Safe from the Start
Preventing and Responding to Gender-Based Violence (GBV) from the Onset of Emergencies
The Obama Administration made the empowerment and protection of women and girls a central part of U.S. foreign policy and national security. The launch of the U.S. National Action Plan on Women, Peace, and Security, implementation of the U.S. Strategy to Prevent and Respond to Gender-based Violence Globally, each backed by an Executive Order, and release of the United States Government Action Plan on Children in Adversity are evidence of the Administration’s sustained commitment to these issues.
Safe from the Start will complement and reinforce the Obama administration’s gender and protection policies by dedicating new resources and providing leadership to better address the needs of women and girls and other groups at risk of GBV in emergencies, including men and boys. Safe from the Start will foster new efforts to prevent and respond to GBV from the onset of a humanitarian crisis.
For a number of years, the State Department and USAID have addressed GBV through humanitarian assistance programs. Despite an existing set of global policies, best practices, and guidelines to prevent and respond to GBV in humanitarian settings, time and again international response efforts have fallen short of meeting established standards in emergencies. Too often, GBV is recognized as a problem only after major response efforts are underway. Safe from the Start is intended to help the humanitarian community take preventive measures and ensure that quality services are available for survivors from the onset of an emergency or crisis.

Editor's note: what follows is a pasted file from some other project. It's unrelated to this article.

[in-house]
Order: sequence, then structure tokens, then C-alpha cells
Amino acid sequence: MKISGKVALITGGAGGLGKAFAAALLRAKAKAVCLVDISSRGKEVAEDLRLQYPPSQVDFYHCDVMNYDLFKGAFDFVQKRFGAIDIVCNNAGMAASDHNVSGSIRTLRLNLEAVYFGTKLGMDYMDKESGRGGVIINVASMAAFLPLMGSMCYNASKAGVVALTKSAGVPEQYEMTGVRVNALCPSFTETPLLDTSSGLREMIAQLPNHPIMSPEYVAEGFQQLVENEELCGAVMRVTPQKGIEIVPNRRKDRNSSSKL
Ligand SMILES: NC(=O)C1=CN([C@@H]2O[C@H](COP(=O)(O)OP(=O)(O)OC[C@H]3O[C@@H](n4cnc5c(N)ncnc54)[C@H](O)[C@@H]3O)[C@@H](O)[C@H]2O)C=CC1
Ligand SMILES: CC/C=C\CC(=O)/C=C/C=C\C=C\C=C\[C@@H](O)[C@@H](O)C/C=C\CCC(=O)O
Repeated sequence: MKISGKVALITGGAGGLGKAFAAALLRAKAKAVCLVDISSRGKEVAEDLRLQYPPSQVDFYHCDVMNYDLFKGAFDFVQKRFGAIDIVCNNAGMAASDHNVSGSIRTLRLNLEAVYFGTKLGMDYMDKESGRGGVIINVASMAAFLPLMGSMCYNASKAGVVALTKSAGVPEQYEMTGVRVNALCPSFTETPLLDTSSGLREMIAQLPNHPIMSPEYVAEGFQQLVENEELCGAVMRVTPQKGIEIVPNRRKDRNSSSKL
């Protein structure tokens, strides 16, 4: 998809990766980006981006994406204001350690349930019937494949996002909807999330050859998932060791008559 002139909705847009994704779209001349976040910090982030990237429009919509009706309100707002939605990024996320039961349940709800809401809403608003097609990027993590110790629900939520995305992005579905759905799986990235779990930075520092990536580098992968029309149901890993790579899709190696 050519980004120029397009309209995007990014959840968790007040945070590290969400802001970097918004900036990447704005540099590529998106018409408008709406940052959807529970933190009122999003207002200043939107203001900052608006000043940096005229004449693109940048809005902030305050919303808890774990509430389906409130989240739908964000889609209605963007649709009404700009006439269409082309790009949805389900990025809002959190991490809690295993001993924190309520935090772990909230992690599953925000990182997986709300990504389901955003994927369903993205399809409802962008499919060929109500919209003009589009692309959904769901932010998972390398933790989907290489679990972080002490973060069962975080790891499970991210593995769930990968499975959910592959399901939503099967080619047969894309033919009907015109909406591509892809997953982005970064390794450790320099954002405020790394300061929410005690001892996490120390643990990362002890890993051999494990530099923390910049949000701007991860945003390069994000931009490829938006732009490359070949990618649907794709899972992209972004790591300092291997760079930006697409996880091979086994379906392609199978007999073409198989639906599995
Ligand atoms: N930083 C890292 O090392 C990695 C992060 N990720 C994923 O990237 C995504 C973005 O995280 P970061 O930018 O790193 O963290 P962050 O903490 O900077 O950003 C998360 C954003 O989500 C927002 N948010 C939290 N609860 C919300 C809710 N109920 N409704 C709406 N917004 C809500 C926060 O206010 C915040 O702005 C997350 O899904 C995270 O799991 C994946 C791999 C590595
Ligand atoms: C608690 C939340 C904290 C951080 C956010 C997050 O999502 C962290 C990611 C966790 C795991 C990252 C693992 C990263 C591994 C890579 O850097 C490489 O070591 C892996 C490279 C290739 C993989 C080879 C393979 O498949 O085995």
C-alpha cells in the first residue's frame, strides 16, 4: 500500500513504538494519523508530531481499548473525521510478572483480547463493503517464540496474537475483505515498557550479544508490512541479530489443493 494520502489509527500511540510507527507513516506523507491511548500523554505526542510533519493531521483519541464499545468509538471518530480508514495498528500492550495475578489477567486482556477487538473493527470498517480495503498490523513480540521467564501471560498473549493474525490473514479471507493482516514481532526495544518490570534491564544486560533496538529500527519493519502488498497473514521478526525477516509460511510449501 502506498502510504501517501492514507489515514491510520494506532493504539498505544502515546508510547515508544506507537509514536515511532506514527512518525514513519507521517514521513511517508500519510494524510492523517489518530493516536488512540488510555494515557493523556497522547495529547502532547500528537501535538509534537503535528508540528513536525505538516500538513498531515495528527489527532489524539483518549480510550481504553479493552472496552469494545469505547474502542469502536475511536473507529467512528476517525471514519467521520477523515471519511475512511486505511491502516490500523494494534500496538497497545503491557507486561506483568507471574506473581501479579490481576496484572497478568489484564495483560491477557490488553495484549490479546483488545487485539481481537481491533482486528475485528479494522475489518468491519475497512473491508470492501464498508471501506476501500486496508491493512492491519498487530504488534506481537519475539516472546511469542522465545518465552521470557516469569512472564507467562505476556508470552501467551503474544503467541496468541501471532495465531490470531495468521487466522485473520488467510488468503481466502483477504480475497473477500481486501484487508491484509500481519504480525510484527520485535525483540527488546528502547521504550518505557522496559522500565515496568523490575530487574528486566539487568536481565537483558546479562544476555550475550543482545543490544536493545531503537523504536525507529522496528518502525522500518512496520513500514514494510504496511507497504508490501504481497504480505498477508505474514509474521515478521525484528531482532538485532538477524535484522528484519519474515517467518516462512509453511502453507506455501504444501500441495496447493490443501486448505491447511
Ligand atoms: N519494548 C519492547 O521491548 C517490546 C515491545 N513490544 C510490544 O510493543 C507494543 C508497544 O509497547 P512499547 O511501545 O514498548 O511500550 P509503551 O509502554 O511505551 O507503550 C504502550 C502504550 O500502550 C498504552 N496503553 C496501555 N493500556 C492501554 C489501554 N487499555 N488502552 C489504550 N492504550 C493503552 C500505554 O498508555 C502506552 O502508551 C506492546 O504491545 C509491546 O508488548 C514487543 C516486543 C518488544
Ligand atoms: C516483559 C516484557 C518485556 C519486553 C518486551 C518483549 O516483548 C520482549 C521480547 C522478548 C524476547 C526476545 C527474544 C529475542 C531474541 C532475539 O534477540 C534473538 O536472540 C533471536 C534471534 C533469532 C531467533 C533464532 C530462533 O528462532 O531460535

To achieve this, the State Department’s Bureau of Population, Refugees and Migration (PRM), together with USAID’s Bureau for Democracy, Conflict and Humanitarian Assistance (DCHA) began developing a framework for action in the spring of 2013 to analyze these challenges, identify solutions, and help mobilize the humanitarian community to take concrete action. As a result of this framework, Secretary Kerry launched Safe from the Start in September 2013.
In January 2014, the United States assumed leadership of the UK-launched Call to Action on Protecting Women and Girls in Emergencies (Call to Action). U.S. resources and actions under Safe from the Start represent the U.S. commitment to the Call to Action. We will continue to coordinate our efforts with other donors, affected countries, and stakeholders from outside government to maximize the impact of this program.